They shall not wither, my flowers,
they shall not cease, my songs.
I, the singer, lift them up.
They are scattered, they spread about.
Even though on earth my flowers
may wither and yellow,
they will be carried there,
to the innermost house
of the bird with the golden feathers.
Like several other Náhuatl wise men and poets, Nezahualcóyotl succeeded in expressing himself by means of flower-and-song. The part of his work that has come down to us gives his ideas and sentiments about man's existence on earth, about death and the beyond, and about the mysteries that surround the supreme Giver of Life, the Lord of the Close and Near. Many rewarding discoveries await whoever explores in depth this form of more personal lyric poetry among the Nahuas."

This next example is "a declaration of the joy which can be found everywhere on earth:"

You are singing, little dove,
on the branches of the silk-cotton tree.
And there also is the cuckoo,
and many other little birds.
All are rejoicing,
the songbirds of our god, our Lord.
And our goddess
has her little birds,
the turtledove, the redbird,
the black and yellow songbirds, and the hummingbird.
These are the birds of the beautiful goddess, our Lady.
If there is such happiness
among the creatures,
why do our hearts not also rejoice?
At daybreak all is jubilant.
Let only joy, only songs,
enter our thoughts!

The following is basically a "farce," or a dramatic play about a buffoon arriving in the market plaza.

The main character "acts in different costumes, rapidly and skillfully putting on different masks. First he is a human being, then a deer, a rabbit, a thrush with a red breast, a quetzal bird, a parrot, and finally the same funny man again. What he says is amusing, but it also contains something to think about. The people watch and are entertained by the buffoon, who says:"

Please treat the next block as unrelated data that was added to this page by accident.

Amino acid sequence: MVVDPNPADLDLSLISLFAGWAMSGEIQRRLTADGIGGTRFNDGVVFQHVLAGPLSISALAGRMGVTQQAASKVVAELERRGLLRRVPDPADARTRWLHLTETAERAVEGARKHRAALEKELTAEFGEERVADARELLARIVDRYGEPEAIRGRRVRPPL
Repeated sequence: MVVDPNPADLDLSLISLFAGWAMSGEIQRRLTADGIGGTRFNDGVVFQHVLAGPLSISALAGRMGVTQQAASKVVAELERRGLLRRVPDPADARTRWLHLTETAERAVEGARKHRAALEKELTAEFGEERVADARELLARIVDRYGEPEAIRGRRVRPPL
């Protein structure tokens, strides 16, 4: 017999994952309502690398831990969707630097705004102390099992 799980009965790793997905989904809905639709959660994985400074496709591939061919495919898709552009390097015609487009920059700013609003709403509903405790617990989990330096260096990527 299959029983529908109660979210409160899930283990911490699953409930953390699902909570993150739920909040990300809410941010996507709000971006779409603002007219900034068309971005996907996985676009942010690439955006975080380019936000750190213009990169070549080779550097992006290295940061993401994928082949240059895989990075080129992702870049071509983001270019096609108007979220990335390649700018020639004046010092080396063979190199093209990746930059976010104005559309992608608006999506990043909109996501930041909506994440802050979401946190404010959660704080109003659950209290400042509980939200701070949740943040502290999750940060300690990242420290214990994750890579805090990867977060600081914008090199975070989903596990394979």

"My fine master, I have come; I am here to laugh.
I'm a rascal. My singing is a flower;
it gets mixed up, then it gets untangled.
Oh, I'm a master in the house.
Now let us begin. Already there has come
the sweet-smelling flower; may it please you.
It is going to rain flowers;
may they please you!
I am scattering many different flowers.
I come to offer songs, intoxicating flowers.
Oh, I'm a rascal, who comes from there,
where the water flows.
I come to offer songs, intoxicating flowers.
"Next, using a rabbit's head, he appears as a god of pulque (a native wine) and again mentions the flowers and songs. Always acting like the animal he represents, he dances in front of the people.
I who come am the Deer-Two-Rabbit,
the Rabbit which bleeds,
the Deer with big horns....
My fine master, my friends, we open
his book of flowers, his book of songs.
Erect is the Flowery Tree,
it has many branches,
it has grown large; now it is scattering flowers.
We have come to listen at your threshold,
on the branches you are walking, Precious Pheasant.
You are singing....